OnStartups

Insight From Dropbox: Failure Is Not The Worst Outcome, Mediocrity Is

Posted by Dharmesh Shah on April 18, 2011 in strategy 57 Comments

Big news from Dropbox today.  They announced hitting 25 million users.

I'm a big, big fan of Drew Houston (founder/CEO of Dropbox).  Have known him for many years (well before he started Dropbox) and am honored to call him a friend.  I will cancel plans with my wife to hang out with Drew if he and I happen to be in the same city.  There are only a few people I'd do that for.  (Plus, it helps that she loves the product).Dropbox Logo for OnStartups

Disclosure:  Drew is on the advisory board for my company, HubSpot.

There's one big lesson and insight I want to draw out from Drew and Dropbox's story.

The worst outcome for a startup is not failure — its mediocrity.  When I first met Drew, he was still working for a local Boston-area software company called Bit9 (in the security space, and they're still around).  Good company.  Drew was in the midst of working on a startup idea that was in the SAT prep space (called “Accolade” if my memory serves me right).  I met with Drew for dinner to talk about Accolade and his plans for it.  I was not a big fan of the idea (and told him so).  Super-competitive category, and it was going to be hard to differentiate.  Most importantly though, I was not sure how big of an opportunity it was.  I just didn't see it being a big, “break-out” business.  Frankly, at the time, I could tell that Drew was really smart — but I didn't have enough data to know if he was going to be great (as in a great entrepreneur).  I know many, many really smart people.  Few of them have what it takes to be great entrepreneurs.  As it turns out, Drew is one of those people, but I didn't know it at the time.

So, Drew ultimately ended up abandoning the SAT prep idea to do something different (which later became Dropbox).

Here's the big lesson:  Many founders think that the worst outcome you can have in a startup is failure.  You try something and it fails.  And yes, failing sucks.  But, what's worse than failing is going sideways for years and years.  Being stuck in a quagmire of mediocrity.  Things are going reasonably well, but not spectacularly well.  The reason mediocrity sucks more than failure is very simple:  Failure lets you move on, mediocrity stalls you and keeps you from reaching your potential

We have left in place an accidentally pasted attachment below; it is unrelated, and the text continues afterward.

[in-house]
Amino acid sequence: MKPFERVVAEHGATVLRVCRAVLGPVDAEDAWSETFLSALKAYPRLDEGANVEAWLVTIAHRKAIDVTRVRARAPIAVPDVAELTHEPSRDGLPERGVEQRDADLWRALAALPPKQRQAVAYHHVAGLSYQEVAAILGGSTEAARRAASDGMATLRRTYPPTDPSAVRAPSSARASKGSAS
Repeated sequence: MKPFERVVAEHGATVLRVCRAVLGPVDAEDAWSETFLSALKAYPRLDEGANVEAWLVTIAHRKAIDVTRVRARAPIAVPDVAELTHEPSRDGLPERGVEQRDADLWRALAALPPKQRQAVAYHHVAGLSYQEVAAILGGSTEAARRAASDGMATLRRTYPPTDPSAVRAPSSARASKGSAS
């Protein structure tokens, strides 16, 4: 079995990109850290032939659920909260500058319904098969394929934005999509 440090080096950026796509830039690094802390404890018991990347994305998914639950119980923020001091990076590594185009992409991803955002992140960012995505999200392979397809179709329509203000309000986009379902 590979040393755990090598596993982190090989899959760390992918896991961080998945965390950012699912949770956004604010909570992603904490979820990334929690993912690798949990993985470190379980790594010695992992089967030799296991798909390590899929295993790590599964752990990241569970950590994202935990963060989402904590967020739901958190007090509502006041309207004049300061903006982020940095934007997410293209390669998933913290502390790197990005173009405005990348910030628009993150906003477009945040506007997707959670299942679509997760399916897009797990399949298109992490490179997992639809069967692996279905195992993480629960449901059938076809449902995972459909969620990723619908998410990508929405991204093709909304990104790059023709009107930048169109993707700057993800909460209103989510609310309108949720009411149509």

It's not knowable as to whether Accolade (Drew's SAT prep startup) would have been a phenomenal success or not.  But, it's doubtful that it had near the potential that Dropbox did.  Had Drew “stuck to it” with Accolade, it's likely that Dropbox would have never happened and 25 million people (including me and my wife) would have been less happy.  And, of course, Drew would have been worse off for it.  As he will tell you, Dropbox has been super-fun and super-gratifying.  We all dream to have a startup like that someday.

It would have been a waste of talent and energy for Drew to have gotten stuck in a quagmire of mediocrity. 

Imagine if all the founders that are currently stuck in “sideways” startups could somehow pull themselves out of the muck, clean themselves off, and take another crack at becoming legendary.  How much better off would they and the world be?

Of course, there's one big counter-argument to all of this.  How do you know whether you're stuck in a quagmire?  Isn't startup success often about persistence and focus?  What if that break-out success is just around the corner.  Those are good questions.  The simple answer is:  There are no simple answers.  If it were me, the question I would ponder is this:  If 90% of everything started going “right” with your startup, what will it become?  (I'll call this the “wave the magic wand”, best-case scenario).  If the answer does not please you, and you've been at your current idea a reasonably long time, I'd ponder a change. 

One of the great things about software startups today is that it's very possible to reach “ramen profitability”.  That's also one of the bad things.  Once you get to “ramen profitability”, running out of cash is no longer a way to know that you should be starting afresh and trying something new.  You can run a startup like that indefinitely — and many entrepreneurs will do just that, instead of building the next Dropbox and becoming legendary.

Update:  The article has sparked a lot of interesting discussion on Hacker News and elsewhere.  One point I'd like to clarify:  I'm not suggesting that stable, sustainable businesses with modest growth are a bad thing.  Just that if the business is not something the founder is passionate about -- she should move on.  Life is short.  We don't all need to build the next Dropbox -- but we all should stretch ourselves.  It reminds me of an idea that Tim O'Reilly planted in my head:  Pursue something so important that even if you fail, the world is better off with you having tried.   

What do you think?  Are you stuck in a quagmire of mediocrity?  Should you be hitting the reset button and taking your shot at becoming legendary?